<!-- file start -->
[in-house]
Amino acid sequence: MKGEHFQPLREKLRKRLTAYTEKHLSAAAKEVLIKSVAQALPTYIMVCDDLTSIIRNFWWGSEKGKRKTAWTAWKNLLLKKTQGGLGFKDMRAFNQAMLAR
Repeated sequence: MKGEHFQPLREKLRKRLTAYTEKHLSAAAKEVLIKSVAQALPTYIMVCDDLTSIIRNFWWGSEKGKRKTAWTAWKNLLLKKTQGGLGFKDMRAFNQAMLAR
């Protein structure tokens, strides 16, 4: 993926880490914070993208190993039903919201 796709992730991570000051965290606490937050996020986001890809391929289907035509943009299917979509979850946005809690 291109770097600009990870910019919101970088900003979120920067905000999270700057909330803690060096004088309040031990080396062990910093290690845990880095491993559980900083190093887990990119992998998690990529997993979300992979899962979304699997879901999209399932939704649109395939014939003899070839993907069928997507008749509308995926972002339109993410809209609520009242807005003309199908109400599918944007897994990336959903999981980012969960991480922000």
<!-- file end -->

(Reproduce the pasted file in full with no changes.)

[in-house]
Amino acid sequence: MKGEHFQPLREKLRKRLTAYTEKHLSAAAKEVLIKSVAQALPTYIMVCDDLTSIIRNFWWGSEKGKRKTAWTAWKNLLLKKTQGGLGFKDMRAFNQAMLAR
Repeated sequence: MKGEHFQPLREKLRKRLTAYTEKHLSAAAKEVLIKSVAQALPTYIMVCDDLTSIIRNFWWGSEKGKRKTAWTAWKNLLLKKTQGGLGFKDMRAFNQAMLAR
């Protein structure tokens, strides 16, 4: 993926880490914070993208190993039903919201 796709992730991570000051965290606490937050996020986001890809391929289907035509943009299917979509979850946005809690 291109770097600009990870910019919101970088900003979120920067905000999270700057909330803690060096004088309040031990080396062990910093290690845990880095491993559980900083190093887990990119992998998690990529997993979300992979899962979304699997879901999209399932939704649109395939014939003899070839993907069928997507008749509308995926972002339109993410809209609520009242807005003309199908109400599918944007897994990336959903999981980012969960991480922000």